Being poor is a cough that doesn't go away.

Being poor is making sure you don't spill on the couch, just in case you have to give it back before the lease is up.

Being poor is a $200 paycheck advance from a company that takes $250 when the paycheck comes in.

Being poor is four years of night classes for an Associates of Art degree.

Being poor is a lumpy futon bed.

Being poor is knowing where the shelter is.

Being poor is people who have never been poor wondering why you choose to be so.

Being poor is knowing how hard it is to stop being poor.

Being poor is seeing how few options you have.

Being poor is running in place.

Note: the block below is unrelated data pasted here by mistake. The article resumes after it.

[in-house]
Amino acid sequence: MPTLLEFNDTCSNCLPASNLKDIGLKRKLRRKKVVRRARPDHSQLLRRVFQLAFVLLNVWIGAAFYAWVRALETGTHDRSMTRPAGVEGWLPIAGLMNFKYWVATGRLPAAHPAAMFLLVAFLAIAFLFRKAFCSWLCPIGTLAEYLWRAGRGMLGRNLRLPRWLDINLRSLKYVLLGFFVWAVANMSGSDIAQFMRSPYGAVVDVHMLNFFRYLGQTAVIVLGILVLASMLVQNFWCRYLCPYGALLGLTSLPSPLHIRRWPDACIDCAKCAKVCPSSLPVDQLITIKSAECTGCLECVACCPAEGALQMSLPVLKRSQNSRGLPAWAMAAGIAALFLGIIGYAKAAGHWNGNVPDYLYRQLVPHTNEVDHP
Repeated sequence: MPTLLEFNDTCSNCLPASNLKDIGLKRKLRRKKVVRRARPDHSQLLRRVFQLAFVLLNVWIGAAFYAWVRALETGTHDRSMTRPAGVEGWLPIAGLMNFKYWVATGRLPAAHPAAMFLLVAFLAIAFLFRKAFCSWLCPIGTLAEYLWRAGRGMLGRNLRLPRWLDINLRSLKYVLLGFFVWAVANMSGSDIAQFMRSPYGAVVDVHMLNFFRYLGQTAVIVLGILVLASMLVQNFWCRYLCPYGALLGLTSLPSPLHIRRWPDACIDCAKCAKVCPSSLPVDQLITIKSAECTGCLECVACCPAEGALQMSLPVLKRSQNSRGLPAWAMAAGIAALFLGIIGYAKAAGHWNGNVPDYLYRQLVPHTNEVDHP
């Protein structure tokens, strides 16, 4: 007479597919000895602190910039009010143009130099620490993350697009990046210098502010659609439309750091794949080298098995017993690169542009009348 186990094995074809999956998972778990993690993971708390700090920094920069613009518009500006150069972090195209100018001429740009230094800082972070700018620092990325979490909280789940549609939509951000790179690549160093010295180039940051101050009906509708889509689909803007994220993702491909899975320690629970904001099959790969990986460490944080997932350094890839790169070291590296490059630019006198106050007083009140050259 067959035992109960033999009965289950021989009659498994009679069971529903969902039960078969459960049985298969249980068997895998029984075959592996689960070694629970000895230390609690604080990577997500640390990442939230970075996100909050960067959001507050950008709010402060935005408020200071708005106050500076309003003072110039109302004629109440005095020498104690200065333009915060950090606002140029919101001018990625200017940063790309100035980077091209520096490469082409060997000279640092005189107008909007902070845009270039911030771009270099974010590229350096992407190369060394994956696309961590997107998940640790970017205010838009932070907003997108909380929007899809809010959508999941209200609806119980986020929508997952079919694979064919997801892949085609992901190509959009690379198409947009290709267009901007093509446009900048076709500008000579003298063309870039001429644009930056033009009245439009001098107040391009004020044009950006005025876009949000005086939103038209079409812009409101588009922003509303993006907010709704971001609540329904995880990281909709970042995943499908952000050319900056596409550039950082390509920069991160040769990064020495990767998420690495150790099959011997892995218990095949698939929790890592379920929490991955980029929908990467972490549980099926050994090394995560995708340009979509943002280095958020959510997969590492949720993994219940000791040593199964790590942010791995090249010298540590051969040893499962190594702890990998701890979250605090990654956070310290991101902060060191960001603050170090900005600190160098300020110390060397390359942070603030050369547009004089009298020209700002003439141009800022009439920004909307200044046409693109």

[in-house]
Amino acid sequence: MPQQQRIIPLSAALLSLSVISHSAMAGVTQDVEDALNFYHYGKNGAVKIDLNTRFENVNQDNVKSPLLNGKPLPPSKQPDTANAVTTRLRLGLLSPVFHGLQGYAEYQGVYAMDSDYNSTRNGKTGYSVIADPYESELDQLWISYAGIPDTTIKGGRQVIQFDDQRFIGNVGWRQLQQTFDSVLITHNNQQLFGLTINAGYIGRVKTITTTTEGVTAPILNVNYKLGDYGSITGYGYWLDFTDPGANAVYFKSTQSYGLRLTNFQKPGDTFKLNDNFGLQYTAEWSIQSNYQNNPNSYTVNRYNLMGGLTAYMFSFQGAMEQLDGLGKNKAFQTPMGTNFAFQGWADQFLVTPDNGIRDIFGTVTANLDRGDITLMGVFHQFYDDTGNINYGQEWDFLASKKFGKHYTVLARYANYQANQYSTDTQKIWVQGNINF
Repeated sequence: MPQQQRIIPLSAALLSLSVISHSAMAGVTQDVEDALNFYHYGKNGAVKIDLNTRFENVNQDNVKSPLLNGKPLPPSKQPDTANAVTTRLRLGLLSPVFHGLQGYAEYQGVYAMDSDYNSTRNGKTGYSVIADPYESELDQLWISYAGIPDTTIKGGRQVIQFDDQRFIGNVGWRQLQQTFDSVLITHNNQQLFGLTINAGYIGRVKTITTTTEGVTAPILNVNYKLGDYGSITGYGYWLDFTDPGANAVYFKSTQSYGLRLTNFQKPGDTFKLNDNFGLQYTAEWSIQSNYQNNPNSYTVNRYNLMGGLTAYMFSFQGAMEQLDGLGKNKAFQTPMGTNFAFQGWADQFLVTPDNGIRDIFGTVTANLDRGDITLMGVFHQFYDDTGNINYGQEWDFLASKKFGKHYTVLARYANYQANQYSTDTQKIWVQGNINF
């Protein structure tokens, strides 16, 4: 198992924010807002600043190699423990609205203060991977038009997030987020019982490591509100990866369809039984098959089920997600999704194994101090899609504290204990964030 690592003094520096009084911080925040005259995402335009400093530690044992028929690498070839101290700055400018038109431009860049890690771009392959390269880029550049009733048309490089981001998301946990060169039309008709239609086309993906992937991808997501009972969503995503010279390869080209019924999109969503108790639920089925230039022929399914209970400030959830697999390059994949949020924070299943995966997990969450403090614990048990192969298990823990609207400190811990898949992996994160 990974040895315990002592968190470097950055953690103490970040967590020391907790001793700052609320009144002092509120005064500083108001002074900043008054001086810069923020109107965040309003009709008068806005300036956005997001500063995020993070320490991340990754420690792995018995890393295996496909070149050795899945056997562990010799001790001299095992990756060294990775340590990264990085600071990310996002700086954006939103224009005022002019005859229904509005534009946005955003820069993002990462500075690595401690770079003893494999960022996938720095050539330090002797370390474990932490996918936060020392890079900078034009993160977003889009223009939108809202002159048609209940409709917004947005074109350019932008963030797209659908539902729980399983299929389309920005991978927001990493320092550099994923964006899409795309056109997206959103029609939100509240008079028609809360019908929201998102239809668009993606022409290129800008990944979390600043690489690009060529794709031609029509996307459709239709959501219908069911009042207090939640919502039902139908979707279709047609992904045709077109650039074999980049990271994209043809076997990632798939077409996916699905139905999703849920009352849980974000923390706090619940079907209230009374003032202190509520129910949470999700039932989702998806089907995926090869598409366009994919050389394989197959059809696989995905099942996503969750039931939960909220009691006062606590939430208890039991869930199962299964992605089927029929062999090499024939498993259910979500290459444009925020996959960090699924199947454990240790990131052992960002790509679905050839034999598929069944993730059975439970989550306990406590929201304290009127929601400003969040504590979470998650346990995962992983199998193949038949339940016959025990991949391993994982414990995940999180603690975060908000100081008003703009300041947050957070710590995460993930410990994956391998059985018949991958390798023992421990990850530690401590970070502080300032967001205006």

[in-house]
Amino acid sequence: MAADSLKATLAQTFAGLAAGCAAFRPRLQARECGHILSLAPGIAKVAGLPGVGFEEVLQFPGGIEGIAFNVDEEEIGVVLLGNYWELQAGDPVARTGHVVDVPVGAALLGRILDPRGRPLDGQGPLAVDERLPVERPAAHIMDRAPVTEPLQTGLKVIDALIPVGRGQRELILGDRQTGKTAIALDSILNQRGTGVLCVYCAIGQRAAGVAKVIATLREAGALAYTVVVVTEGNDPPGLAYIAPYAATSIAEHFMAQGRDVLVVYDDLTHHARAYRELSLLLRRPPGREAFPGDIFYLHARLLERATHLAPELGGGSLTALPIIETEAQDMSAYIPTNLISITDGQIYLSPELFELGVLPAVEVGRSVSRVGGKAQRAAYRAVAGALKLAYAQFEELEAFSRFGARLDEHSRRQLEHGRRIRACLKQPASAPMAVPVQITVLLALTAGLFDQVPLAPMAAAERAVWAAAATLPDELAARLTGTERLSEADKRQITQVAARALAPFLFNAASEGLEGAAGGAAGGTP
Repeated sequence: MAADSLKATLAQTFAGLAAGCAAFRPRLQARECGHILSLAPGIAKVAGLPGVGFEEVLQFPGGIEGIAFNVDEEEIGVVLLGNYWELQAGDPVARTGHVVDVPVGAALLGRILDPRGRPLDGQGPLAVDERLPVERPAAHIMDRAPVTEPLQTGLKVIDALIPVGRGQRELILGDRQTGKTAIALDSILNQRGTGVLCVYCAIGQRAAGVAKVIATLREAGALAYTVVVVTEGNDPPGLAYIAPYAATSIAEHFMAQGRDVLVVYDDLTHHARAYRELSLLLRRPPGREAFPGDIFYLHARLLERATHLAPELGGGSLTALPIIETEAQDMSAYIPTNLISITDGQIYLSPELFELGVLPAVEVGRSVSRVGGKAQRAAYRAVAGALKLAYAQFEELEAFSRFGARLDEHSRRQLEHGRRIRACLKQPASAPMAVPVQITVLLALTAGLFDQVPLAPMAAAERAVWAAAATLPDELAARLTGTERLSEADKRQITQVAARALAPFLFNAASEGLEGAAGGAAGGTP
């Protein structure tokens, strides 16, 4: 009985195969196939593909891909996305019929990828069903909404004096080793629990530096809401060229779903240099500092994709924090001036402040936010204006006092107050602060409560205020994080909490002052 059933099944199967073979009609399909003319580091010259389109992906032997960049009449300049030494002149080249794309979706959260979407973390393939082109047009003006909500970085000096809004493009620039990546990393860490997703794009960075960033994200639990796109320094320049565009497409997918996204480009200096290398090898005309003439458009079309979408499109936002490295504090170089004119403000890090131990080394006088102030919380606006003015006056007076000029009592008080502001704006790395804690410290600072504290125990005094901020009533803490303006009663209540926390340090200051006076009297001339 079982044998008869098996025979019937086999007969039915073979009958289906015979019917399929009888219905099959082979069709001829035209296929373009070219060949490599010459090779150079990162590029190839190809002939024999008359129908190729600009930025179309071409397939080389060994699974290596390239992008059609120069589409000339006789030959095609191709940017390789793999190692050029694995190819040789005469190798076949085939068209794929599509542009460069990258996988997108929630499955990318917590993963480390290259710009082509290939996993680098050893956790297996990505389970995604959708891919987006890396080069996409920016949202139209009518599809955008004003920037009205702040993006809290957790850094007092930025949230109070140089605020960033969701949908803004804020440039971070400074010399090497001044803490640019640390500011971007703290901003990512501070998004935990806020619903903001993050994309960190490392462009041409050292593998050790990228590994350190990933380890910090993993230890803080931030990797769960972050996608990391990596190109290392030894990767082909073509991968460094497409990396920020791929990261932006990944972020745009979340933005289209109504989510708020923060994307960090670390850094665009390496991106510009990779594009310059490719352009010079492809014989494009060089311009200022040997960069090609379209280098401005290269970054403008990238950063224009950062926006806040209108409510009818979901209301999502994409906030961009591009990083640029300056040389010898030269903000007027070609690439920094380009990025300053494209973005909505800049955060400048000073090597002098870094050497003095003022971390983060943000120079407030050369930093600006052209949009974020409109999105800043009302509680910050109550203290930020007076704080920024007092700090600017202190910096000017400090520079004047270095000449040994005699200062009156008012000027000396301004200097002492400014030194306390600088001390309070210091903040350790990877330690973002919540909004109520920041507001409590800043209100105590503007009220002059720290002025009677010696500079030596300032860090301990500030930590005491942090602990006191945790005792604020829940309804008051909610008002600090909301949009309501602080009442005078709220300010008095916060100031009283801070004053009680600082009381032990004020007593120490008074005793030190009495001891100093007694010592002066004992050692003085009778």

Being poor is people wondering why you didn't leave.

Thursday, October 30, 2008

Finally, Justification for Buying Starbucks?

I confess. I have an addiction. I love coffee, especially Starbucks coffee. I feel guilty spending so much money on it. I rarely buy the drinks in the coffee shops (unless I'm meeting friends). But I buy it by the pound for my morning coffee maker at home. I carry it with me backpacking and everywhere I travel. So, I was pleased to learn that Starbucks is teaming up with my hero, Bono, on a new initiative to combat AIDs in Africa.
"Here we are, talking about the economy tanking. People are saying, 'Maybe the world doesn't need more coffee houses.' And what do you do? What does Starbucks do? You decide to give your money away," said Bono to his star-struck audience. "This is not charity. This is commerce."